With regard to pharmaceuticals, I view the problem as more widespread. Specialty pharmaceuticals, which represent 1% of prescriptions but 31% of the dollars, are a factor, as spending in this category is growing by 20% annually. This includes drugs for multiple sclerosis, arthritis and cancer, as well as for hepatitis C. These drugs often cost in excess of $100,000 annually, are complex to manufacture, and are frequently delivered intravenously or subcutaneously. Furthermore, it is estimated they represent 65% of spending on pharmaceuticals introduced between 2013 and 2015, and the pipeline of products suggests that this trend will remain. As an aside, in the 1990s, a drug was considered a blockbuster if its yearly sales exceeded $1 billion. I forecast that next decade, the new level of entry will be $20 billion, and it will be achieved.
The cost of pharmaceuticals is currently in focus due to political winds and absolutely inexcusable drug price increases. In my opinion, the latter issue relates solely to greed and avarice, and not in any way to advancing medical research. Importantly, these actions are not representative of the drug industry.
In focusing on the drug spend, much of the current problem with the high cost of pharmaceuticals relates to inaction in the last decade. Many orphan drugs have come to market since the 1983 passage of the Orphan Drug Act, which was designed to facilitate the development and commercialization of drugs used to treat rare diseases. It was believed that the small patient populations (less than 200,000) would preclude a reasonable expectation of profitability, and therefore incentives such as tax breaks, patent extension and enhanced marketing exclusivity were introduced.
In the past 30 years, over 2,000 compounds have received orphan drug designation, and involved companies have profited well due to the very high cost of therapy, which frequently exceeds $100,000 annually. I view the orphan drugs as most amenable to price reductions, as the considerable profitability of the companies appears to be in violation of the intent of the Orphan Drug Law.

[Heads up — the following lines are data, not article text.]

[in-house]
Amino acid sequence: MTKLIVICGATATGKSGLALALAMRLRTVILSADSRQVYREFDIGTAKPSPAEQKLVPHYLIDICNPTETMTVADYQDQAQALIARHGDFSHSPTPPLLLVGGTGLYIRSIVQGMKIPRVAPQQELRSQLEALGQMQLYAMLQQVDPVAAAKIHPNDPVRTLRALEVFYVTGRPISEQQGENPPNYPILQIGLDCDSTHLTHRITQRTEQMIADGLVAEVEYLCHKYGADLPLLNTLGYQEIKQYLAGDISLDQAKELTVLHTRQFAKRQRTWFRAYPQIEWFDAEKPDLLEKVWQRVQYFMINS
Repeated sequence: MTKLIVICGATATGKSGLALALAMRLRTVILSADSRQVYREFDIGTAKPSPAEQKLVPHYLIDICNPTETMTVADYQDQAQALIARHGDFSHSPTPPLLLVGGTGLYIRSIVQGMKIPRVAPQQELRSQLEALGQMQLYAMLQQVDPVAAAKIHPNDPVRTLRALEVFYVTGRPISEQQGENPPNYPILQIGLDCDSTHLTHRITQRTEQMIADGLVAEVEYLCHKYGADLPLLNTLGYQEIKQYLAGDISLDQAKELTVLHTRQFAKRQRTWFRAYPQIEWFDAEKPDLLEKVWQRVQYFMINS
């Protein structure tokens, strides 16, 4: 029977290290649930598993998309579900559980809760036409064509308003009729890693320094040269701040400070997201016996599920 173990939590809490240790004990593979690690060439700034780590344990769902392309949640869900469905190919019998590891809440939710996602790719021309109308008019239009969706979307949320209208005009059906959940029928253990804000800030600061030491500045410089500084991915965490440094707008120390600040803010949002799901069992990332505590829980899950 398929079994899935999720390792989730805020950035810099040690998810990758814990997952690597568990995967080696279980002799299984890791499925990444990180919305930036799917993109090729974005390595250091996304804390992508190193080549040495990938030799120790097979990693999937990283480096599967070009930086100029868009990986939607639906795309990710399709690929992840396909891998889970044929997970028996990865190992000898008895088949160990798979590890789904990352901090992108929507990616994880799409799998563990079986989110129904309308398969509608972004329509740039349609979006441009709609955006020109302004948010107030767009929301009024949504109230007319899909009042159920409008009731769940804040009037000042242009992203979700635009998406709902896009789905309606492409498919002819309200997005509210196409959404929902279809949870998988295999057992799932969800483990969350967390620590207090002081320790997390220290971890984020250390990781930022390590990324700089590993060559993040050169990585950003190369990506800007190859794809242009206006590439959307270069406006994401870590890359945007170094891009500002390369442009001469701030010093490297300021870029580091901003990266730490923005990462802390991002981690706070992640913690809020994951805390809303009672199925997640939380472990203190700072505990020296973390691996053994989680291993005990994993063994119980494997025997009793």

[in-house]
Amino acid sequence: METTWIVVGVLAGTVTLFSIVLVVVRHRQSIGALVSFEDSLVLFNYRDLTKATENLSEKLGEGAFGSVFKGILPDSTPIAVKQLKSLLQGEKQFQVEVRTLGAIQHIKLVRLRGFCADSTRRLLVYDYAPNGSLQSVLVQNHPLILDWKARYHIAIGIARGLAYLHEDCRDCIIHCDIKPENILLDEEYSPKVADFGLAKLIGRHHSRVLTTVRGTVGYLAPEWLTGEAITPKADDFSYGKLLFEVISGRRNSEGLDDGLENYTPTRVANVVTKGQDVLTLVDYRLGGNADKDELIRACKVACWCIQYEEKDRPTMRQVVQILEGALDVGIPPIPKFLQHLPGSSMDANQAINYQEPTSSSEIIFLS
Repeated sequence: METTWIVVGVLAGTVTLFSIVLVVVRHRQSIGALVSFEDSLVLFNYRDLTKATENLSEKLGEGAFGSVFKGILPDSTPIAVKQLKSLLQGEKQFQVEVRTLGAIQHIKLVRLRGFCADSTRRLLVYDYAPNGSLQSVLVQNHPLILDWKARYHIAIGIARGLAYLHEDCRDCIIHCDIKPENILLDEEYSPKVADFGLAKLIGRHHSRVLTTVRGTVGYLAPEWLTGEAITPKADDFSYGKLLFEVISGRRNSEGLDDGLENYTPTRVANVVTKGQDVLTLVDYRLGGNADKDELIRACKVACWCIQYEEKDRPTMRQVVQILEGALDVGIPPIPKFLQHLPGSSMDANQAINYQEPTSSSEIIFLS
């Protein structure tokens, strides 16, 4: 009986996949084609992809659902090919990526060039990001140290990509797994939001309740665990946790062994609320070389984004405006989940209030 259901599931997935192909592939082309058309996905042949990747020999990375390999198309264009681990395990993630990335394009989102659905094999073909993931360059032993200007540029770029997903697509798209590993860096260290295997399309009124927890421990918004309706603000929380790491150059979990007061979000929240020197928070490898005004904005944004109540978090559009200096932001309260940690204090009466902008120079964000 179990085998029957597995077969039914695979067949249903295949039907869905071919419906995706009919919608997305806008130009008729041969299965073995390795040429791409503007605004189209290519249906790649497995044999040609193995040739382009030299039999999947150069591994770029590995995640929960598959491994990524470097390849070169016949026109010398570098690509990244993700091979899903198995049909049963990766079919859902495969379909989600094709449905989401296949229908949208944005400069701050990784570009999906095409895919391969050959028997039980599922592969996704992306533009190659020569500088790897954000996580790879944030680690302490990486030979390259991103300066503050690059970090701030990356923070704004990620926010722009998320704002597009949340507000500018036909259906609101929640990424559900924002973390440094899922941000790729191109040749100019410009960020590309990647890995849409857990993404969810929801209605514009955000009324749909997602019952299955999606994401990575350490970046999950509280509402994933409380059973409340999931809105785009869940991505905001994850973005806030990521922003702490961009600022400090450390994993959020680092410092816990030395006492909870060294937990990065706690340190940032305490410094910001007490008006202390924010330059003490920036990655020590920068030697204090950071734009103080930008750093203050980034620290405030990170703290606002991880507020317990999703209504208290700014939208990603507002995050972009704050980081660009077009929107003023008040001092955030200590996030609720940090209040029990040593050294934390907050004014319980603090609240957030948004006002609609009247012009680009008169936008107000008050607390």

Also, since 2000, many new drugs have been approved in oncology. Some, like Gleevec, extended life significantly and are recognized as breakthrough medications. Others only increased life expectancy by a few months, but were priced at $10,000 monthly.
During this decade, we have witnessed the introduction of several wonderful drugs, including some cancer immunotherapeutics that are more like Gleevec in efficacy. With a benchmark cost of $100,000 per year established by less therapeutic regimens, it seems disingenuous to expect these newer, superior drugs to be priced at a relative discount.
I argued similarly when Gilead Sciences Inc.'s (GILD:NASDAQ) Sovaldi was approved, as it was replacing a regimen that had lower efficacy, a greater side effect burden, a longer treatment duration and a cost of $75,000. There was strong objection when Sovaldi was priced at $84,000, but I maintained that precedent justified its cost. It seemed inappropriate to penalize Gilead for having a better drug.
Regarding specialty pharmaceuticals as a whole, I would mention that the first wave of biologics is slated to lose patent protection over the next five years. The FDA should be prepared to handle these applications in a timely fashion, and the companies with the branded drugs should think hard before filing patent extension lawsuits.
That being said, I believe that biologics will result in a second renaissance for the U.S. pharmaceutical industry, and that they will lead to meaningful advances in therapy in oncology, cardiovascular disease, inflammatory diseases and hematology. I would therefore not reduce market exclusivity, but would encourage more quality-adjusted life year (QALY) cost analysis to guide pricing decisions.
Solutions of the Healthcare Cost Crisis